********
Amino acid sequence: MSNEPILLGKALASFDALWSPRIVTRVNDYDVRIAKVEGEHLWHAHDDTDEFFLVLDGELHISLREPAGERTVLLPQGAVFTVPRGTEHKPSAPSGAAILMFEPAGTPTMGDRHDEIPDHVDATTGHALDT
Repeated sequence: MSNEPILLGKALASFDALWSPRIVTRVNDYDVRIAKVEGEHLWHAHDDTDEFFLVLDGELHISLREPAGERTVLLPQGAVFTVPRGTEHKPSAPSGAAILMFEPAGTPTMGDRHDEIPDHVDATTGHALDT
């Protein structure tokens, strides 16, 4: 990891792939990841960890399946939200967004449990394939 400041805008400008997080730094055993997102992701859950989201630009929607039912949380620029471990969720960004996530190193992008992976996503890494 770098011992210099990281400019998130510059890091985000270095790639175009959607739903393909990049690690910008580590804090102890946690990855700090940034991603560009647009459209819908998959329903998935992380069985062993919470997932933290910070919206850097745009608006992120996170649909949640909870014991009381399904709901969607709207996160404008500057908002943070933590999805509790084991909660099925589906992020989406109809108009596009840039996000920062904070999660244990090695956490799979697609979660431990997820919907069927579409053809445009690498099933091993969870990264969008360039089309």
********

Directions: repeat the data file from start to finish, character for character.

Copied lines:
Amino acid sequence: MSNEPILLGKALASFDALWSPRIVTRVNDYDVRIAKVEGEHLWHAHDDTDEFFLVLDGELHISLREPAGERTVLLPQGAVFTVPRGTEHKPSAPSGAAILMFEPAGTPTMGDRHDEIPDHVDATTGHALDT
Repeated sequence: MSNEPILLGKALASFDALWSPRIVTRVNDYDVRIAKVEGEHLWHAHDDTDEFFLVLDGELHISLREPAGERTVLLPQGAVFTVPRGTEHKPSAPSGAAILMFEPAGTPTMGDRHDEIPDHVDATTGHALDT
């Protein structure tokens, strides 16, 4: 990891792939990841960890399946939200967004449990394939 400041805008400008997080730094055993997102992701859950989201630009929607039912949380620029471990969720960004996530190193992008992976996503890494 770098011992210099990281400019998130510059890091985000270095790639175009959607739903393909990049690690910008580590804090102890946690990855700090940034991603560009647009459209819908998959329903998935992380069985062993919470997932933290910070919206850097745009608006992120996170649909949640909870014991009381399904709901969607709207996160404008500057908002943070933590999805509790084991909660099925589906992020989406109809108009596009840039996000920062904070999660244990090695956490799979697609979660431990997820919907069927579409053809445009690498099933091993969870990264969008360039089309």